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Well, that's the marketing statement.

 

ikeliteport_001.jpg

 

I'd be more upset if it happened during the 1st dive of the trip as opposed to after the last dive of the trip. Ikelite will probably replace it for free.

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Same old.. same old... poor quality control Vs. great customer service.

 

Hopefully this will end with the new flat port system. Although, it will be fare that Ikelite receive old ports as part of payment, when you buy new rings and ports of the new system.

 

Well, for sure they´ll replace all your drowned system.

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So what happened: I don't suppose it just came apart like that but suffered some kind of impact ?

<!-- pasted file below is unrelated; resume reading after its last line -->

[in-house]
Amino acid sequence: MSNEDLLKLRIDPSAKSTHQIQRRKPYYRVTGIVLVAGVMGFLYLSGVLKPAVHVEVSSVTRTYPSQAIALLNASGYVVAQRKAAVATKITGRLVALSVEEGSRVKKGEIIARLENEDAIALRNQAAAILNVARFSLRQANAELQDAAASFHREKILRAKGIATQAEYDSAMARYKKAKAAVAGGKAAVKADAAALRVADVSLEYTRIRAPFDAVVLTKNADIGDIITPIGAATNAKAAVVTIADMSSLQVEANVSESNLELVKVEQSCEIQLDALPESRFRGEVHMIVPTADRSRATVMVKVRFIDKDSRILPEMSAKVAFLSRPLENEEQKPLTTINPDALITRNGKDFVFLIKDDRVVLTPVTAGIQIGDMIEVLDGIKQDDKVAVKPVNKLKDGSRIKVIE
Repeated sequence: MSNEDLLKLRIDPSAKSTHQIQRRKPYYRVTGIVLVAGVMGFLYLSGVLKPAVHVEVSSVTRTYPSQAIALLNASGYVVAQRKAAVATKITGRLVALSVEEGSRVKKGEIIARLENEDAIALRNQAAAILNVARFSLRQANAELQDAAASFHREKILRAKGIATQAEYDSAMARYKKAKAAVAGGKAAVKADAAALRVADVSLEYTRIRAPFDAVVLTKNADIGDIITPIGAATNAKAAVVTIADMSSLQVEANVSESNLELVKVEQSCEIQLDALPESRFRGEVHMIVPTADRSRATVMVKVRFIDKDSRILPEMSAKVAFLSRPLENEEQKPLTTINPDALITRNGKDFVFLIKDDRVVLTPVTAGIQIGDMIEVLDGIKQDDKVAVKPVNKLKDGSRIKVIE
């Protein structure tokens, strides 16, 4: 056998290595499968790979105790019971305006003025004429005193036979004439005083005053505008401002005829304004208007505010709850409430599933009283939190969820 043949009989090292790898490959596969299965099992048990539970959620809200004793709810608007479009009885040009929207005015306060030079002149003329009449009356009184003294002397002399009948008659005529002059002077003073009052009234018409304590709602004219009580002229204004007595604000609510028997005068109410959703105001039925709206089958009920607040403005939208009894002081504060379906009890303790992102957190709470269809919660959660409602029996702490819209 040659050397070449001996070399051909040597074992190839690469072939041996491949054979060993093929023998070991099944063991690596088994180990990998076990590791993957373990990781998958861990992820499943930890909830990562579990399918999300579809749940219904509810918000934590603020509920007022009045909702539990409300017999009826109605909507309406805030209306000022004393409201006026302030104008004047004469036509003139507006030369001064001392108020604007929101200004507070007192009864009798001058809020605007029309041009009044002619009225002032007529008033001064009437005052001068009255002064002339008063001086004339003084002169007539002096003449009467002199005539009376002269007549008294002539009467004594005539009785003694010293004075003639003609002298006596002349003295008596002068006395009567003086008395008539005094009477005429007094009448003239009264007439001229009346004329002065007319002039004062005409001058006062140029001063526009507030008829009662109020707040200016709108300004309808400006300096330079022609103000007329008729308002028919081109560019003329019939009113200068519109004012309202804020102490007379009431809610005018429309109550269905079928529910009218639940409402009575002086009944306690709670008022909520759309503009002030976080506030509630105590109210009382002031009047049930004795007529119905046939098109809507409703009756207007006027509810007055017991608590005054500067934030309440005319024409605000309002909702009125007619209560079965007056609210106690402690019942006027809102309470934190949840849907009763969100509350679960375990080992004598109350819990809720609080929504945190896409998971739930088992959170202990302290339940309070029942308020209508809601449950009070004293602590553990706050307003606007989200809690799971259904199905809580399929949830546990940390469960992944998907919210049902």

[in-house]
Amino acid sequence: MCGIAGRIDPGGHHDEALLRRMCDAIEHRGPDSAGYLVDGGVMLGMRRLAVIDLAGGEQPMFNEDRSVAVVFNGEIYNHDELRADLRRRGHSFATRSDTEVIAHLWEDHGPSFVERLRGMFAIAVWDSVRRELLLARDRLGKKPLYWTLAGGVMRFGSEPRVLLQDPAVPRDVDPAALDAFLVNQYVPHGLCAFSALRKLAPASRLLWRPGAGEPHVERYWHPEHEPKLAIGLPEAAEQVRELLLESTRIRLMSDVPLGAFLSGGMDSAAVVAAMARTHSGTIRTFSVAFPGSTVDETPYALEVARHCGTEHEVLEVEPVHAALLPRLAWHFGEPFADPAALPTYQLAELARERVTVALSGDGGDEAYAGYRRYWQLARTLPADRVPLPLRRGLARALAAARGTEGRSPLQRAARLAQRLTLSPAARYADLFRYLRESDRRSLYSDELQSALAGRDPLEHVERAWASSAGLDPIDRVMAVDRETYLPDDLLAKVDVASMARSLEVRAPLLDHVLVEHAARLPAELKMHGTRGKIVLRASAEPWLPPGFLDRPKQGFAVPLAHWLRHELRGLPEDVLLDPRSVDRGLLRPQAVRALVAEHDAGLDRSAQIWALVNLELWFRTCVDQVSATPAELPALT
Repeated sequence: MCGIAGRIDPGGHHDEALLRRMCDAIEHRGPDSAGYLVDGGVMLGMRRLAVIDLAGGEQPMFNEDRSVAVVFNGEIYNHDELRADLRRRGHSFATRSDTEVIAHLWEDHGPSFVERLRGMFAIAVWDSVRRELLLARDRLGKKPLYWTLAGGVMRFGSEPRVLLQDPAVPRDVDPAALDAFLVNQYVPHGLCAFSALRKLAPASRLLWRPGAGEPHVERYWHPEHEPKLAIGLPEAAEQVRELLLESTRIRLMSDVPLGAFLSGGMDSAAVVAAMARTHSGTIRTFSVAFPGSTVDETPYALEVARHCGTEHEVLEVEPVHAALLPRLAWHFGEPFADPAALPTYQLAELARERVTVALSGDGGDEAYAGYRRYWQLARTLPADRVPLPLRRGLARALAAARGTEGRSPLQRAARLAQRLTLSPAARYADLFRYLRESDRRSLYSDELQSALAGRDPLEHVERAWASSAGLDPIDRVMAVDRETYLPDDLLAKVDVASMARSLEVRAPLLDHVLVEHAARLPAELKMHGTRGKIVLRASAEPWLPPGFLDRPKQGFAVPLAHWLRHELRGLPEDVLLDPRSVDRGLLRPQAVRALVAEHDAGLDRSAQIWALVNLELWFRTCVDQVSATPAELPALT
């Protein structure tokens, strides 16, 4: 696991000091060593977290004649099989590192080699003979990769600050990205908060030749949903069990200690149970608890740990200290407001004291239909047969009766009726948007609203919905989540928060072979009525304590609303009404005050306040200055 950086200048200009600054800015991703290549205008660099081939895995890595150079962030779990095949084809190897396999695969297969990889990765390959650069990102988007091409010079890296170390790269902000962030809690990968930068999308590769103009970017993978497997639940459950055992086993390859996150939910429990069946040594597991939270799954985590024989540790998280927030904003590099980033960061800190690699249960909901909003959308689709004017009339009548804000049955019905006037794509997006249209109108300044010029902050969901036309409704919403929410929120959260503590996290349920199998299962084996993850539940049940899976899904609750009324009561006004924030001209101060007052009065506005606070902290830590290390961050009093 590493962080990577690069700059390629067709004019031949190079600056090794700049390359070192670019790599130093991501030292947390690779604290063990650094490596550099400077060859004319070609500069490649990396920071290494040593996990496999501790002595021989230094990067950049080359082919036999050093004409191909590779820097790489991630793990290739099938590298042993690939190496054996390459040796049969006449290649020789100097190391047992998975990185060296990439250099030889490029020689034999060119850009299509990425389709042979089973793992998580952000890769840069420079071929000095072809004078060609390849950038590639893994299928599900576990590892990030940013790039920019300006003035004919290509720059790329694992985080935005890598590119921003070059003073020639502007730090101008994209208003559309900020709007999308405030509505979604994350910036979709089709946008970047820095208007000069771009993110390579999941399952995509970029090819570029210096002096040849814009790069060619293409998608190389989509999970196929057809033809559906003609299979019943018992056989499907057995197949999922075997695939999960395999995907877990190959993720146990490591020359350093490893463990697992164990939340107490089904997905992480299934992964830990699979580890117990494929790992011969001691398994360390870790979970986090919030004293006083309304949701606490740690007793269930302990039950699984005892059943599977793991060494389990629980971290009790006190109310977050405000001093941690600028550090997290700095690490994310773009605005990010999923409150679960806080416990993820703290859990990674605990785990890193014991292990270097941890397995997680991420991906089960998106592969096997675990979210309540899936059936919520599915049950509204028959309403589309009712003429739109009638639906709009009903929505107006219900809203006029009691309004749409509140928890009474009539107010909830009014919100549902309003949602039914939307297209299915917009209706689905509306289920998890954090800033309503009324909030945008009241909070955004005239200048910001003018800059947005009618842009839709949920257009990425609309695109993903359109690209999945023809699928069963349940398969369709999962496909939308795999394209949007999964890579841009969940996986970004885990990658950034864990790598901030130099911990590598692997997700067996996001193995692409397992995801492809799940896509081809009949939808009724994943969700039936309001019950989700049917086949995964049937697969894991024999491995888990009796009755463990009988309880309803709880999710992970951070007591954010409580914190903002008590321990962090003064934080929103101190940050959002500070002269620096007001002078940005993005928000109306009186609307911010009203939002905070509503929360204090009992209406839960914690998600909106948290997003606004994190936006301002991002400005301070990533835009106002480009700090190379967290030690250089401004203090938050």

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This is the third time I heard/see the glue from the port going off like that. Neither of the other 2 stories includes any sort of impact at all. All cases was as I said, quality control failure.

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I don't suppose it just came apart like that but suffered some kind of impact ?

 

It was sitting on a table, albeit the port was in contact with the table as it was resting.

 

Per Ikelite, they've had some random failures. Nothing was damaged other than the port. I went to take the port off the housing to pack and it came off in my hand.